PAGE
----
$gpg --keyserver pgp.mit.edu --send-keys <keyid> The entire key process is rather painful, and seems to take time to propagate. But once it is done Sonatype will be able to identify you as you. More information is available on the Sonatype documentation site. We will come back to the key again, when we set up the travis.yml file. ## Gradle Our gradle file will assume that five values are available: • Your sonatype user name • Your sonatype password • Your signing key id (you got this from the list-keys command above) • The password you used to sign the key • The location of the signing key (this will be .travis/nats.travis.gpg in the example below) You can set these values in a ~/.gradle/gradle.properties file for local work: signing.keyId=<key id> signing.password=<your pw> signing.secretKeyRingFile=<where you put the gpg keyring> ossrhUsername=<your sonatype user name> ossrhPassword=<your sonatype password> or you can use environment variables, which is what we will do for travis using secrets discussed below. The remaining discussion breaks down the build.gradle file and discusses each section. You can see the full file at github. ### Imports The Nats Java client has a number of imports for the gradle file. plugins { id 'java-library' id 'java' id 'jacoco' id 'maven' id 'maven-publish' id 'signing' id 'com.github.kt3k.coveralls' version '2.8.4' id 'osgi' id 'io.codearte.nexus-staging' version '0.21.0' id "de.marcphilipp.nexus-publish" version "0.3.0" } The most important ones for this tutorial are maven-publish which is the newer alternative to uploadArchives, signing to sign the pom and jars, io.codearte.nexus-staging and de.marcphilipp.nexus-publish to manage the sonatype interactions. There was a major travis-to-sonatype issue related to ip address that these plugins solve, they also allow us to close and release a repository. ### Variables, Values and Versions The java library stores the version in 2 modes, one as pieces and one as a full string. At some point this should come from the tag but I haven't gotten that done yet. We also use the travis branch and tag to make some choices. def versionMajor = 2 def versionMinor = 6 def versionPatch = 4 def versionModifier = "" def jarVersion = "2.6.4" def branch = System.getenv("TRAVIS_BRANCH"); def tag = System.getenv("TRAVIS_TAG"); archivesBaseName = 'jnats' group = 'io.nats' The version used or files is calculated based on the version components and an optional -SNAPSHOT string that is there whenever the tag is missing. This snapshot flag will play a role in deployment as well. Any version with a snapshot will go to the snapshot repo on Sonatype. Non-snapshots, or releases, will go to the staging repository, before being closed and released to the releases repository. def getVersionName = { -> if ("".equals(tag)) { versionModifier = "-SNAPSHOT" } if (versionModifier != null && versionModifier.length() > 0) { return "" + versionMajor + "." + versionMinor + "." + versionPatch + versionModifier } else { return "" + versionMajor + "." + versionMinor + "." + versionPatch } } version = getVersionName() Now we get to the properties mentioned earlier. If the SONATYPE_USERNAME environment variable exists, we assume that all the values are in the environment. Otherwise they need to be in the gradle.properties file. if (System.getenv('SONATYPE_USERNAME') != null) { project.ext['ossrhUsername'] = System.getenv('SONATYPE_USERNAME') project.ext['ossrhPassword'] = System.getenv('SONATYPE_PASSWORD') project.ext['signing.secretKeyRingFile'] = System.getenv('GPG_KEYRING_FILE') project.ext['signing.keyId'] = System.getenv('GPG_KEY_ID') project.ext['signing.password'] = System.getenv('GPG_KEY_PASSPHRASE') } ### Task management We will enable and disable some tasks. Signing is on only if this is a release build. Close and release are on only if we are going to be doing a staging release and we can get the id for the staging repository. closeRepository and releaseRepository come from the plugins we added above. nexusPublishing also refers to those plugins. I wasn't able to automate the close/release without those. tasks { signing { onlyIf {!version.endsWith("SNAPSHOT")} } closeRepository { onlyIf { nexusPublishing.useStaging.get() } } releaseRepository{ onlyIf { nexusPublishing.useStaging.get() } } } ### Dependencies and Source Steps The java build only depends on a couple modules. Junit for tests and the eddsa module for an ed25519 implementation. Your project will differ here of course. repositories { jcenter() } dependencies { compile 'net.i2p.crypto:eddsa:0.3.0' testImplementation 'junit:junit:4.12' } The source sets are broken into the main library, examples and tests. sourceSets { main { java { srcDirs = ['src/main/java','src/examples/java'] } } test { java { srcDirs = ['src/test/java'] } } } osgiClasses { exclude("io/nats/examples/**") } Everything but the examples are part of the OSGI registration. ### Basic Task Setup First we set up the Jar with the appropriate attributes, and without the example files. jar { manifest { attributes('Implementation-Title': 'Java Nats', 'Implementation-Version': jarVersion, 'Implementation-Vendor': 'nats.io') instruction "Import-Package", "!net.i2p.crypto.eddsa.math" instruction "Import-Package", "net.i2p*" instruction "Import-Package", "io.nats*" } exclude("io/nats/examples/**") } Next we configure the tests. The java client uses random numbers which we have found can be an issue on linux if you don't set up the urandom source. test { maxHeapSize = "2g" if (org.gradle.internal.os.OperatingSystem.current().isLinux()) { jvmArgs '-Djava.security.egd=file:/dev/./urandom' } testLogging { exceptionFormat = 'full' events "started", "passed", "skipped", "failed" } } Next we configure the java doc. You may find the doLast step interesting. We set the favicon.ico for all the files as well as copy images into the java doc folder. The implementation and examples are excluded from the official Java doc. javadoc { options.overview = 'src/main/javadoc/overview.html' // relative to source root source = sourceSets.main.allJava title = "NATS.IO Java API" excludes = ['io/nats/client/impl', 'io/nats/examples'] classpath = sourceSets.main.runtimeClasspath doLast { exec { println "Updating favicon on all html files" workingDir 'build/docs/javadoc' // Only on linux, mac at this point commandLine 'find', '.', '-name', '*.html', '-exec', 'sed', '-i', '-e', 's#<head>#<head><link rel="icon" type="image/ico" href="favicon.ico">#', '{}', ';' } copy { println "Copying images to javadoc folder" from 'src/main/javadoc/images' into 'build/docs/javadoc' } } } The examples go in a jar of their own. task examplesJar(type: Jar) { classifier = 'examples' manifest { attributes('Implementation-Title': 'Java Nats Examples', 'Implementation-Version': jarVersion, 'Implementation-Vendor': 'nats.io') } from(sourceSets.main.output) { include "io/nats/examples/**" } } The Java doc and source each go in a jar: task javadocJar(type: Jar) { classifier = 'javadoc' from javadoc } task sourcesJar(type: Jar) { classifier = 'sources' from sourceSets.main.allSource } We build a "fat jar" that has all the dependencies to make life easy during development. This is not uploaded to sonatype/nexus. task fatJar(type: Jar) { classifier = 'fat' manifest { attributes('Implementation-Title': 'Java Nats With Dependencies', 'Implementation-Version': jarVersion, 'Implementation-Vendor': 'nats.io') } from { configurations.compileClasspath.collect { it.isDirectory() ? it : zipTree(it) } } with jar } Finally, we use jacocoTestReport to build a coverage report. jacocoTestReport { reports { xml.enabled = true // coveralls plugin depends on xml format report html.enabled = true } afterEvaluate { // only report on main library not examples classDirectories = files(classDirectories.files.collect { fileTree(dir: it, exclude: ['**/examples**']) }) } } ### The Artifacts The sonatype deployment will release four artifacts, the main jar plus the javadoc, sources and examples. artifacts { archives javadocJar, sourcesJar, examplesJar } We will sign all of these artifacts when signing is enabled. Note, we will do something special for the pom.xml below. signing { sign configurations.archives } ### The Nexus/Sonatype Magic Now we get to the magic. First, we have to configure the nexusStaging plugin with the package group and our authentication information. nexusStaging { packageGroup = group username = project.getProperty('ossrhUsername') password = project.getProperty('ossrhPassword') } You can also provide a staging repo id, but we will rely on the one that Sonatype provides for our group. Finally we want to configure the publishing. There is a lot here, and I want to call out a few very important sections without chunking the file any more than I already have. First, you have to list the artifacts you want to publish. This includes the components.java plus the jars we created. Second, you set the pom here, that is no big surprise. But you have to have the pom.withXML section to sign your pom. Otherwise it will not be signed and if it is not signed the sonatype close operation will fail. Third, all of the signatures have to be classified in the project.tasks.signArchives.signatureFiles.each section. This code is based on the nexus plugins readme files but I had to add the examples jar to the regular expression match. If you have other artifacts you will need to add them here. Fourth, you have to give the nexusPublishing plugin the authentication information. This is not shared with the staging plugin above. At least it wasn't for me, and the error messages were not that helpful ;-) Fifth, and finally, you have to have the model section to require signing before publishing, especially the signing of the pom. Note the naming of the final section publishMavenJavaPublicationToSonatypeRepository is based on the nexusPublishing repositories sonatype hierarchy before it. publishing { publications { mavenJava(MavenPublication) { from components.java artifact sourcesJar artifact examplesJar artifact javadocJar pom { name = 'jnats' packaging = 'jar' groupId = group artifactId = archivesBaseName description = 'Client library for working with the NATS messaging system.' url = 'https://github.com/nats-io/nats.java' licenses { license { name = 'The Apache License, Version 2.0' url = 'http://www.apache.org/licenses/LICENSE-2.0.txt' } } developers { developer { id = "synadia" name = "Synadia" email = "info@synadia.com" url = "https://nats.io" } } scm { url = 'https://github.com/nats-io/nats.java' } } pom.withXml { def pomFile = file("${project.buildDir}/generated-pom.xml")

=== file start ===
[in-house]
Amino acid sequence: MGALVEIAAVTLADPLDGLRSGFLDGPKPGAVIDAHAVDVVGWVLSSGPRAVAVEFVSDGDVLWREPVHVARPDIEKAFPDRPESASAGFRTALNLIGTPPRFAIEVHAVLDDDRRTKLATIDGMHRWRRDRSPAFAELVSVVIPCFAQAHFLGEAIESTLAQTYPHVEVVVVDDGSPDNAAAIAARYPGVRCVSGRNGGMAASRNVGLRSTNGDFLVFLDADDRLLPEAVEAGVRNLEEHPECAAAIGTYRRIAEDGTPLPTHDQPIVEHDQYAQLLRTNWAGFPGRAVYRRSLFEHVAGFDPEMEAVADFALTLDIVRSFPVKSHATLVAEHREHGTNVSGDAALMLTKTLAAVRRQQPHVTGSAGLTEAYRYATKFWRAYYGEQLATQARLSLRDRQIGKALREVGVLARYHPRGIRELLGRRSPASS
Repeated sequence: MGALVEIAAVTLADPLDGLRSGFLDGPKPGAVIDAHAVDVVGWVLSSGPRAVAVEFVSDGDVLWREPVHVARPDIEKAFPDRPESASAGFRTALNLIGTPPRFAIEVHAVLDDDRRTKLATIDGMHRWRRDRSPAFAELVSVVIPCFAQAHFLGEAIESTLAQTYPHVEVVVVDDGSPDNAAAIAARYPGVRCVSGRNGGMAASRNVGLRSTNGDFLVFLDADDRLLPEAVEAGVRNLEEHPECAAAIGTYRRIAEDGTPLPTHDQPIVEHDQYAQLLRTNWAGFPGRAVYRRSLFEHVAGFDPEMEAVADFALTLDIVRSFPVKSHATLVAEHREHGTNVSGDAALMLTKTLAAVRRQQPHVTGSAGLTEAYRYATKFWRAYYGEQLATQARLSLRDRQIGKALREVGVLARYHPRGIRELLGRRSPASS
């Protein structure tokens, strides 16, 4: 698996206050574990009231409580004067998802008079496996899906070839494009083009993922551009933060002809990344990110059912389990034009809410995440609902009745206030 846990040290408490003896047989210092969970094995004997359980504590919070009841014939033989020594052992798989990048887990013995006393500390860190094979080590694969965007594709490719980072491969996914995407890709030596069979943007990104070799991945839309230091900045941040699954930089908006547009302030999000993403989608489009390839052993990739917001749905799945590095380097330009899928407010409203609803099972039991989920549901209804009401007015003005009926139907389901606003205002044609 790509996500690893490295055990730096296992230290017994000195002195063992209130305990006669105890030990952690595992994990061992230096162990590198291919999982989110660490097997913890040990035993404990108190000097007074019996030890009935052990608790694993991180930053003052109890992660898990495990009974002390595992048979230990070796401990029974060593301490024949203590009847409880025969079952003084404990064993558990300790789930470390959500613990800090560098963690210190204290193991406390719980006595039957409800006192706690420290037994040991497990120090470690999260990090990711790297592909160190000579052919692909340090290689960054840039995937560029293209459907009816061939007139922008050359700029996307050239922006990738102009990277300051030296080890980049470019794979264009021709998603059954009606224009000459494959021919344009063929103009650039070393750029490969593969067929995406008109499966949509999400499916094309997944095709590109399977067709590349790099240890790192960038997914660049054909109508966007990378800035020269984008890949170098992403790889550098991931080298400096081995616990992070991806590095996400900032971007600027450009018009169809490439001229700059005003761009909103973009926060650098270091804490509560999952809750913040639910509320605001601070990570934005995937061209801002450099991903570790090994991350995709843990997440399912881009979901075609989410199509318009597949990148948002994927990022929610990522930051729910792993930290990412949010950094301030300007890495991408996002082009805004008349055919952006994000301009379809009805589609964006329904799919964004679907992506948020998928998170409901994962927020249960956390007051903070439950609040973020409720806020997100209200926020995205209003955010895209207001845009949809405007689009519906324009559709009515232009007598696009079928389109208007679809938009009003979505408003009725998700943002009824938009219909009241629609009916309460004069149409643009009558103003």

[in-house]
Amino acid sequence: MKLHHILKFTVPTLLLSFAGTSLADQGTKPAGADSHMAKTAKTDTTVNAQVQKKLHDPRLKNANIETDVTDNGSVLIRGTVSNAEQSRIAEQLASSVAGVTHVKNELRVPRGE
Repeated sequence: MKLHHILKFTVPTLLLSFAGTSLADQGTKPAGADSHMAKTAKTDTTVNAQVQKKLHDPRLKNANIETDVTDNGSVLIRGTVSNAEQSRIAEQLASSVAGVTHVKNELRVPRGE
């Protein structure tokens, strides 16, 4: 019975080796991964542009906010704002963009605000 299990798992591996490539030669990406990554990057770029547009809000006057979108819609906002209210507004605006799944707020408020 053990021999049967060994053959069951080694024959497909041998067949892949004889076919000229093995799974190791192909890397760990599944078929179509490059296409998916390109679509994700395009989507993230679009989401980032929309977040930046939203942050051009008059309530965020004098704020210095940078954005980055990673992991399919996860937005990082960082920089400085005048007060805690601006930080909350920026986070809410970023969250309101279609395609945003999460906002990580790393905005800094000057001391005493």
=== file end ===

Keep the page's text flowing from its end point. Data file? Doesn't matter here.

writeTo(pomFile)